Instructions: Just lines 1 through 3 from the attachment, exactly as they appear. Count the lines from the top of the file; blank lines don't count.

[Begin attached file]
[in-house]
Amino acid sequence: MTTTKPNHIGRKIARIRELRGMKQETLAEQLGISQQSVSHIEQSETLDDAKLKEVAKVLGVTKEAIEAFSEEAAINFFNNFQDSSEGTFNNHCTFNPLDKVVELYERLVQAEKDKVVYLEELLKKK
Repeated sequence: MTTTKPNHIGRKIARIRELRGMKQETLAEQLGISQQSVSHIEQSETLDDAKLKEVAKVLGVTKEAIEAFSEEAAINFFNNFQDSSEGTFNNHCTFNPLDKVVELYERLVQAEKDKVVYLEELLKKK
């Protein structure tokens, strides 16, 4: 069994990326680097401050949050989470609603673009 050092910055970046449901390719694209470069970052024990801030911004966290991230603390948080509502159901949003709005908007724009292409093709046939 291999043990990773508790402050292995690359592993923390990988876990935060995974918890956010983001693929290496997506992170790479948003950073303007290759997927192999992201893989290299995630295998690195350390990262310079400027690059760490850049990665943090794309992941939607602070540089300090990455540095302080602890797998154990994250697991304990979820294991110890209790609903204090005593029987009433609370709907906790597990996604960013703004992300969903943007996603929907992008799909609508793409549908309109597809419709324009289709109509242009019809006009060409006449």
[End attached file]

[in-house]
Amino acid sequence: MTTTKPNHIGRKIARIRELRGMKQETLAEQLGISQQSVSHIEQSETLDDAKLKEVAKVLGVTKEAIEAFSEEAAINFFNNFQDSSEGTFNNHCTFNPLDKVVELYERLVQAEKDKVVYLEELLKKK
Repeated sequence: MTTTKPNHIGRKIARIRELRGMKQETLAEQLGISQQSVSHIEQSETLDDAKLKEVAKVLGVTKEAIEAFSEEAAINFFNNFQDSSEGTFNNHCTFNPLDKVVELYERLVQAEKDKVVYLEELLKKK